‘The Flight Attendant,’ And These Pre-Holiday Leftovers


Saved By The Bell (Peacock series, Wednesday) — Here comes the official reimagining of the original series with a lot of the O.G. crowd on board for more neon-tinged adventures. Zack Morris is now (a terrible) California governor, Kelly Kapowski’s his first lady, and Elizabeth Berkley and Mario Lopez are back as Jessie Spano and A.C. Slater, respectively. If you’re lucky, you’ll see the return of Zack Attack. Screech is sitting this one out, but prepare for some (still lighthearted) social commentary.

The Flight Attendant (HBO Max series, Thursday) — Kaley Cuoco busts away from the The Big Bang Theory with a fun flight of (darkly comedic) fancy. She plays portrays an airline stewardess whose international jet-setting lifestyle includes falling into bed in various countries with various handsome men. During the course of one particularly fateful encounter, Cassie wakes up next to the dead body of a one-night stand. She spends the rest of the series attempting to clean sh*t up. Surrender to this madcap ride.

Mosul (Netflix film, Thursday) — Anthony and Joe Russo produce this Matthew Michael Carnahan-directed project about men who fight to take back homes and territory seized by ISIS. Prepare for a dangerous guerrilla operation to go down onscreen, along with an extraordinary display of heroism.

Superintelligence (HBO Max film, Thursday) — This action-comedy stars Melissa McCarthy and James Corden and follows an all-powerful A.I. that stands on the verge of either enslaving, saving or destroying humanity.

In case you missed these picks from the past several days:

Shawn Mendes: In Wonder (Netflix documentary) — The floppy-haired heartthrob takes fans behind the scenes of his demanding rise to the top, which led him towards a reckoning of sorts. The film promises a heartfelt glimpse into the pressures experienced while coming-of-age in front of absolutely everyone. While charting his path from precocious troubadour to global superstar, the project also includes never-before-seen footage of his private life and worldwide travels.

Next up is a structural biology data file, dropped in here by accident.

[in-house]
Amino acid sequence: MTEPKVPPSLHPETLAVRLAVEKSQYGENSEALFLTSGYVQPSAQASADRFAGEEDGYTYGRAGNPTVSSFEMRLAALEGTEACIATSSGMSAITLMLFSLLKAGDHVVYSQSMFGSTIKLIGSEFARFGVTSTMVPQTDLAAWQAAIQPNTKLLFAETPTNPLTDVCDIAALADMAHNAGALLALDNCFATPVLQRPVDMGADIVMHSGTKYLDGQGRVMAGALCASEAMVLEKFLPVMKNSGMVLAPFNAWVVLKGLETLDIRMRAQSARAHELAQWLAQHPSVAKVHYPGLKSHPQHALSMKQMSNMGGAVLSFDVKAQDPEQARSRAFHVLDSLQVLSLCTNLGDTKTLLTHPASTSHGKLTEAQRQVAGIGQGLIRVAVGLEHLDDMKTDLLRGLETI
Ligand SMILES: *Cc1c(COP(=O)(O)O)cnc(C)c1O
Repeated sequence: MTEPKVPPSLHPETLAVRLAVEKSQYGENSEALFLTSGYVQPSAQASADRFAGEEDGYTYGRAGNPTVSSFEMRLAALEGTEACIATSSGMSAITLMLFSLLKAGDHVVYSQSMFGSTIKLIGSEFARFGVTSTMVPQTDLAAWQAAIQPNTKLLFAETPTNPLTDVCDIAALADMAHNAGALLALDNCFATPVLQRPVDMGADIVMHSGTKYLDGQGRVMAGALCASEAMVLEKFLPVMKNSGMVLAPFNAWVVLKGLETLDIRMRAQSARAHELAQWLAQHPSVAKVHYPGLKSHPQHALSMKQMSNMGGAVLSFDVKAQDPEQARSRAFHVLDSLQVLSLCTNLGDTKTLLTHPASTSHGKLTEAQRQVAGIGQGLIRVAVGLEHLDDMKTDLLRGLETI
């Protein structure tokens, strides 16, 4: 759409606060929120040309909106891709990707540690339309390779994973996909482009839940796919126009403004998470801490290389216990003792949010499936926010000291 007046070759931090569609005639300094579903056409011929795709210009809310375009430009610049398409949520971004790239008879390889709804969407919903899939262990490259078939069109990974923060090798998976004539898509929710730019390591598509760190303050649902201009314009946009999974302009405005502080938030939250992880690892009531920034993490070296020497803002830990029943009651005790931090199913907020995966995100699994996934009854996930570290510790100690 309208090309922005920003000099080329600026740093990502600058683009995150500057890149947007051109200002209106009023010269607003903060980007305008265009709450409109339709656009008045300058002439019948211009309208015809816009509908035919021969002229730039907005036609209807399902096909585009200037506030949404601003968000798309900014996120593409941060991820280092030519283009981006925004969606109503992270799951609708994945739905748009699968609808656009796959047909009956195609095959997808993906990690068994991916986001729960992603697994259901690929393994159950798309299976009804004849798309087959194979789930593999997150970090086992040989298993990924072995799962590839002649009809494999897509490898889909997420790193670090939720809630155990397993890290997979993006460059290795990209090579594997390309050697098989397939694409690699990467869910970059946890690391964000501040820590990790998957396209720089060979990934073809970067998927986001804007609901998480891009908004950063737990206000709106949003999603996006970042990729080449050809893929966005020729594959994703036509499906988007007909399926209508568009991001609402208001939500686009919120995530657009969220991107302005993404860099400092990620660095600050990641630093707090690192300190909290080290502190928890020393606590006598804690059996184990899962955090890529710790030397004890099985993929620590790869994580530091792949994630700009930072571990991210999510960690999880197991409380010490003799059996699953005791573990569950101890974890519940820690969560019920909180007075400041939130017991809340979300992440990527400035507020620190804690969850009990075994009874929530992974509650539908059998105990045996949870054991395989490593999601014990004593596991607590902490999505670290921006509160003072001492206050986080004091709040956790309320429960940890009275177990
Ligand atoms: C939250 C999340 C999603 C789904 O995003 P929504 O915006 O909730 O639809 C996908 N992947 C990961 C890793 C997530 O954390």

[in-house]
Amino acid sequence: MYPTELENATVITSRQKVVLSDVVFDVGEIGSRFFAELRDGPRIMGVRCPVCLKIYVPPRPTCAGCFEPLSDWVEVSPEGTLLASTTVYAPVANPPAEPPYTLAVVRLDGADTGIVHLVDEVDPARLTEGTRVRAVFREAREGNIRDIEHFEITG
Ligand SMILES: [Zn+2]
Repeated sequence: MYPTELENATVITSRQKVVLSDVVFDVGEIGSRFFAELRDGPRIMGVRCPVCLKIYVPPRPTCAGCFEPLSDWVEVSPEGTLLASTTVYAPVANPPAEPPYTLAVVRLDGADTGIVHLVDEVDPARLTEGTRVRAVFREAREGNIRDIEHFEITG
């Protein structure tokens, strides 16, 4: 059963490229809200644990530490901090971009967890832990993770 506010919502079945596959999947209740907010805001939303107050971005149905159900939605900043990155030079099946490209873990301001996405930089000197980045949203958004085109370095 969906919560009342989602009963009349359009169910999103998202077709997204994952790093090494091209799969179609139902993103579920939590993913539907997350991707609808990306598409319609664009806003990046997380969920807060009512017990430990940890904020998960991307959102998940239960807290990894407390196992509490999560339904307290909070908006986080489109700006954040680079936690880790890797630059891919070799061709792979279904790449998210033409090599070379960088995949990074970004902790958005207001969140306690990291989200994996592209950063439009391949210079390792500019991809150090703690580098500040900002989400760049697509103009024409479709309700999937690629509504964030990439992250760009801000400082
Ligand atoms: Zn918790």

Dolly Parton’s Christmas on the Square (Netflix film) — Everyone loves Dolly (who helped fund a promising COVID vaccine), so at least there’s one thing that you won’t be arguing about with your relatives (over Zoom) this holiday season. Featuring an album full of original Dolly music, this film (which co-stars Christine Baranski) revolves around how the coldest of hearts can melt in the face of family, love, and the enduring Christmas spirit of a small town.

Small Axe (Amazon film collection) — Five Steve McQueen-directed movies will drop each Friday over the course of five weeks. The stories, set in London’s West Indian community, will explore the endurance of the human spirit despite setbacks from discrimination and rampant racism, all set from the late 1960s to the 1980s.

Run (Hulu film) — Starring Sarah Paulson and directed by Aneesh Chaganty, this suspense film might be the perfect distraction. Paulson plays an obsessive mother who controls her daughter in total isolation, and her daughter’s now only beginning to grasp the secretive (and unnatural, possibly sinister) reasons for this behavior.

Hillbilly Elegy (Netflix film) — The Ron Howard-directed film isn’t getting great reviews, but audiences can now have their say while watching Amy Adams and Glenn Close both transform themselves for an Appalachian-set drama. This film’s based upon J.D. Vance’s memoir of the same name, and the story follows how Vance, a Yale Law student, returns to his hometown for a family crisis. In the process, he’s dealing with high drama amid his mother’s addictive struggles. It’s a modern-day exploration of the American Dream as fueled by complex dynamics and a multigenerational take on the common-yet-somehow-uncommon journey that each family member faces in different ways.

Black Narcissus (FX, Hulu) — All three hour-long episodes of FX and the BBC’s miniseries (starring Gemma Arterton) are now available on Hulu. This is a more methodical and reflective version of the story than the 1947 film and revolves around a group of nuns, led by Sister Clodagh, who journey to a remote part of the Himalayas on a mission, only to set up camp in a structure that once housed a harem and contains mysteries that could awaken forbidden desires.

What do you think?

Written by Kimberly Ricci

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